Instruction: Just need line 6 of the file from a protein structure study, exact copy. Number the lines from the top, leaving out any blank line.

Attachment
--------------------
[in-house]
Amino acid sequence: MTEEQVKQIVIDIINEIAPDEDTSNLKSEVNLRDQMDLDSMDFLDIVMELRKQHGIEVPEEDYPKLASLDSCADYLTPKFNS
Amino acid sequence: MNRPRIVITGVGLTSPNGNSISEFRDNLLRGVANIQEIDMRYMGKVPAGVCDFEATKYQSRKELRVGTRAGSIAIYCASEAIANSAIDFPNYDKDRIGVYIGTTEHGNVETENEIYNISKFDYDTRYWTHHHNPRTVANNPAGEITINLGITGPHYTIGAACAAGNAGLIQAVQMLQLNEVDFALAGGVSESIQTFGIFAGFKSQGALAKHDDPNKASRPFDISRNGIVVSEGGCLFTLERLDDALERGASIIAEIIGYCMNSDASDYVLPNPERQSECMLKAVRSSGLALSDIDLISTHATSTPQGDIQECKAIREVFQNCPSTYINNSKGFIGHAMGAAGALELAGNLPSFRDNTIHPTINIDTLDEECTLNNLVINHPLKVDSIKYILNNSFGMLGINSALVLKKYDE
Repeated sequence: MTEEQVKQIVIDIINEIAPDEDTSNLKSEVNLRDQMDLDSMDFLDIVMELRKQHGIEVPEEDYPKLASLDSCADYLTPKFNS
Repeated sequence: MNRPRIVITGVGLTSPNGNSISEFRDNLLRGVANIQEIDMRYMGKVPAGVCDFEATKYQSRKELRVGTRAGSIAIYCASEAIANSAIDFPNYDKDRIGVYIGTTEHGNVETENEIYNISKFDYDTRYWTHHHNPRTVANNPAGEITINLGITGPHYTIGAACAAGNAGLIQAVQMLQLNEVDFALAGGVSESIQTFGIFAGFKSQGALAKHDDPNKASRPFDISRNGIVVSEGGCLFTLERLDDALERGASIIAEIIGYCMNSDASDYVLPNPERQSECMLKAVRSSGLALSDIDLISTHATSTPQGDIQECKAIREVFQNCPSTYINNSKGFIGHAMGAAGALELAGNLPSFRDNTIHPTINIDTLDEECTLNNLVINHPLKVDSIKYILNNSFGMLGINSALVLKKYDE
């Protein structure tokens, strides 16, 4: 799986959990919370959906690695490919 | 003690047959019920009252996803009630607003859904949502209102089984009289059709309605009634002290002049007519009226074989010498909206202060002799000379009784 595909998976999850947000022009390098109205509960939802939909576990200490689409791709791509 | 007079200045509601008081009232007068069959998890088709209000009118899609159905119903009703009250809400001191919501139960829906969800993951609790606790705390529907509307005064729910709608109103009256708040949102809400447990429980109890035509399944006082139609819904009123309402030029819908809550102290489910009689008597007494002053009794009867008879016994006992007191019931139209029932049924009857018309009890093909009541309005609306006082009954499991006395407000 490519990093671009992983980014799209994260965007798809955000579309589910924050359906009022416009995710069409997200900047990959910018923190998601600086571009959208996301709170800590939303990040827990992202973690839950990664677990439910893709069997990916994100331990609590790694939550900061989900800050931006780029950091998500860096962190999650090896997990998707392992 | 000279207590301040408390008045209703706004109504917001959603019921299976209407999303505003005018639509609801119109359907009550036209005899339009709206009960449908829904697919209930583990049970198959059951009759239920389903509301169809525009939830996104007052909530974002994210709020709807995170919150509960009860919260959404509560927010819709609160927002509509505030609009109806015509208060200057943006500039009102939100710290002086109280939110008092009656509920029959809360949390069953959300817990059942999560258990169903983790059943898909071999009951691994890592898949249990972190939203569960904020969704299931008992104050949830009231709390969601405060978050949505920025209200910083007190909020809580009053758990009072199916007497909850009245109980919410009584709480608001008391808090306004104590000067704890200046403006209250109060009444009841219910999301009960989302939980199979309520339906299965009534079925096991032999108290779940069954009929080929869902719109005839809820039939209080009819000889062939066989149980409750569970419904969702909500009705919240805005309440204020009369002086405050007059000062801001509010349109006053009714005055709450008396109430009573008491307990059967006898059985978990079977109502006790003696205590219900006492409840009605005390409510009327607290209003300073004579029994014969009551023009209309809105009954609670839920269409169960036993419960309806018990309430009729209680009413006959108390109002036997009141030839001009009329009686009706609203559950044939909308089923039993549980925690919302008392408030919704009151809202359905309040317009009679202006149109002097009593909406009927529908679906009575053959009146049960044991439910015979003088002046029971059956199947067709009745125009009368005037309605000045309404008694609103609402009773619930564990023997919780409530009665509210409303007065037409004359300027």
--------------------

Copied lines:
């Protein structure tokens, strides 16, 4: 799986959990919370959906690695490919 | 003690047959019920009252996803009630607003859904949502209102089984009289059709309605009634002290002049007519009226074989010498909206202060002799000379009784 595909998976999850947000022009390098109205509960939802939909576990200490689409791709791509 | 007079200045509601008081009232007068069959998890088709209000009118899609159905119903009703009250809400001191919501139960829906969800993951609790606790705390529907509307005064729910709608109103009256708040949102809400447990429980109890035509399944006082139609819904009123309402030029819908809550102290489910009689008597007494002053009794009867008879016994006992007191019931139209029932049924009857018309009890093909009541309005609306006082009954499991006395407000 490519990093671009992983980014799209994260965007798809955000579309589910924050359906009022416009995710069409997200900047990959910018923190998601600086571009959208996301709170800590939303990040827990992202973690839950990664677990439910893709069997990916994100331990609590790694939550900061989900800050931006780029950091998500860096962190999650090896997990998707392992 | 000279207590301040408390008045209703706004109504917001959603019921299976209407999303505003005018639509609801119109359907009550036209005899339009709206009960449908829904697919209930583990049970198959059951009759239920389903509301169809525009939830996104007052909530974002994210709020709807995170919150509960009860919260959404509560927010819709609160927002509509505030609009109806015509208060200057943006500039009102939100710290002086109280939110008092009656509920029959809360949390069953959300817990059942999560258990169903983790059943898909071999009951691994890592898949249990972190939203569960904020969704299931008992104050949830009231709390969601405060978050949505920025209200910083007190909020809580009053758990009072199916007497909850009245109980919410009584709480608001008391808090306004104590000067704890200046403006209250109060009444009841219910999301009960989302939980199979309520339906299965009534079925096991032999108290779940069954009929080929869902719109005839809820039939209080009819000889062939066989149980409750569970419904969702909500009705919240805005309440204020009369002086405050007059000062801001509010349109006053009714005055709450008396109430009573008491307990059967006898059985978990079977109502006790003696205590219900006492409840009605005390409510009327607290209003300073004579029994014969009551023009209309809105009954609670839920269409169960036993419960309806018990309430009729209680009413006959108390109002036997009141030839001009009329009686009706609203559950044939909308089923039993549980925690919302008392408030919704009151809202359905309040317009009679202006149109002097009593909406009927529908679906009575053959009146049960044991439910015979003088002046029971059956199947067709009745125009009368005037309605000045309404008694609103609402009773619930564990023997919780409530009665509210409303007065037409004359300027």